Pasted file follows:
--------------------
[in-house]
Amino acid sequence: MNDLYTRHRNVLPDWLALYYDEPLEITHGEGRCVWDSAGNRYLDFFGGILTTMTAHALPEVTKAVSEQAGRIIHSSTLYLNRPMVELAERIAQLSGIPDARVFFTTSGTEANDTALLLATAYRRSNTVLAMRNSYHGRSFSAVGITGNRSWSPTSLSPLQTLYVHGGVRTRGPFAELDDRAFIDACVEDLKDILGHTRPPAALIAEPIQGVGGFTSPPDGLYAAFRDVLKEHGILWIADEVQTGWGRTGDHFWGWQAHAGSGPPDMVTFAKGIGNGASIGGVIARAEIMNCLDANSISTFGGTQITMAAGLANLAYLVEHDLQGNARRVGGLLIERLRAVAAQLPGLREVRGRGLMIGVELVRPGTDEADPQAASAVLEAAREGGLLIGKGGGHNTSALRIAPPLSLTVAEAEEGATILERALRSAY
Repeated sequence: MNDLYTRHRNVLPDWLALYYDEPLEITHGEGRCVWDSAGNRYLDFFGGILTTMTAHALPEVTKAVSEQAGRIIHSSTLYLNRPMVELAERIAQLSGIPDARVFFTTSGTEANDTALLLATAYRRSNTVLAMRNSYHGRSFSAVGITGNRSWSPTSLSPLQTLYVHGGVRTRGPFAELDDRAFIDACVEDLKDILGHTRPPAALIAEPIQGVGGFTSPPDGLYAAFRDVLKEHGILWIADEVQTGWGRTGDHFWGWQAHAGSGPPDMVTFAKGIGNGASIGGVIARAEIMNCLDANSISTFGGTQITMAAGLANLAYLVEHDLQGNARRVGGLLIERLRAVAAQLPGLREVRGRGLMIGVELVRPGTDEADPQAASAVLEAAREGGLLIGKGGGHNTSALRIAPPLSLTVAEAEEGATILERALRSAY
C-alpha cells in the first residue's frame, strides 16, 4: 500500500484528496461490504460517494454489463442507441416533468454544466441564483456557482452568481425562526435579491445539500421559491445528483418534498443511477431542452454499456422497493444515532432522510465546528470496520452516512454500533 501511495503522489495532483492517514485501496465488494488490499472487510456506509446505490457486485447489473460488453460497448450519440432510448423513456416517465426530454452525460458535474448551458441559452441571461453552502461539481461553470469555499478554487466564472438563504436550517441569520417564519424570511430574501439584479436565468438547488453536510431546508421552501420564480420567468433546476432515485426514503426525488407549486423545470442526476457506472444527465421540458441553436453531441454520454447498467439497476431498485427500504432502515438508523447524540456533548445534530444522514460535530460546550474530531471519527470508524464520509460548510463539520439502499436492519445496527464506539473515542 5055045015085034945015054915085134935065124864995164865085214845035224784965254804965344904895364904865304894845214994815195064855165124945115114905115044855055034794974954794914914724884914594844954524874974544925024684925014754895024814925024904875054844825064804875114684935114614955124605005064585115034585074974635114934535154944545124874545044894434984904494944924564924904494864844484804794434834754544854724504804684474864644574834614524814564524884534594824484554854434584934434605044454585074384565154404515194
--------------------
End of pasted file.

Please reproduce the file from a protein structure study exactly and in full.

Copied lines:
[in-house]
Amino acid sequence: MNDLYTRHRNVLPDWLALYYDEPLEITHGEGRCVWDSAGNRYLDFFGGILTTMTAHALPEVTKAVSEQAGRIIHSSTLYLNRPMVELAERIAQLSGIPDARVFFTTSGTEANDTALLLATAYRRSNTVLAMRNSYHGRSFSAVGITGNRSWSPTSLSPLQTLYVHGGVRTRGPFAELDDRAFIDACVEDLKDILGHTRPPAALIAEPIQGVGGFTSPPDGLYAAFRDVLKEHGILWIADEVQTGWGRTGDHFWGWQAHAGSGPPDMVTFAKGIGNGASIGGVIARAEIMNCLDANSISTFGGTQITMAAGLANLAYLVEHDLQGNARRVGGLLIERLRAVAAQLPGLREVRGRGLMIGVELVRPGTDEADPQAASAVLEAAREGGLLIGKGGGHNTSALRIAPPLSLTVAEAEEGATILERALRSAY
Repeated sequence: MNDLYTRHRNVLPDWLALYYDEPLEITHGEGRCVWDSAGNRYLDFFGGILTTMTAHALPEVTKAVSEQAGRIIHSSTLYLNRPMVELAERIAQLSGIPDARVFFTTSGTEANDTALLLATAYRRSNTVLAMRNSYHGRSFSAVGITGNRSWSPTSLSPLQTLYVHGGVRTRGPFAELDDRAFIDACVEDLKDILGHTRPPAALIAEPIQGVGGFTSPPDGLYAAFRDVLKEHGILWIADEVQTGWGRTGDHFWGWQAHAGSGPPDMVTFAKGIGNGASIGGVIARAEIMNCLDANSISTFGGTQITMAAGLANLAYLVEHDLQGNARRVGGLLIERLRAVAAQLPGLREVRGRGLMIGVELVRPGTDEADPQAASAVLEAAREGGLLIGKGGGHNTSALRIAPPLSLTVAEAEEGATILERALRSAY
C-alpha cells in the first residue's frame, strides 16, 4: 500500500484528496461490504460517494454489463442507441416533468454544466441564483456557482452568481425562526435579491445539500421559491445528483418534498443511477431542452454499456422497493444515532432522510465546528470496520452516512454500533 501511495503522489495532483492517514485501496465488494488490499472487510456506509446505490457486485447489473460488453460497448450519440432510448423513456416517465426530454452525460458535474448551458441559452441571461453552502461539481461553470469555499478554487466564472438563504436550517441569520417564519424570511430574501439584479436565468438547488453536510431546508421552501420564480420567468433546476432515485426514503426525488407549486423545470442526476457506472444527465421540458441553436453531441454520454447498467439497476431498485427500504432502515438508523447524540456533548445534530444522514460535530460546550474530531471519527470508524464520509460548510463539520439502499436492519445496527464506539473515542 5055045015085034945015054915085134935065124864995164865085214845035224784965254804965344904895364904865304894845214994815195064855165124945115114905115044855055034794974954794914914724884914594844954524874974544925024684925014754895024814925024904875054844825064804875114684935114614955124605005064585115034585074974635114934535154944545124874545044894434984904494944924564924904494864844484804794434834754544854724504804684474864644574834614524814564524884534594824484554854434584934434605044454585074384565154404515194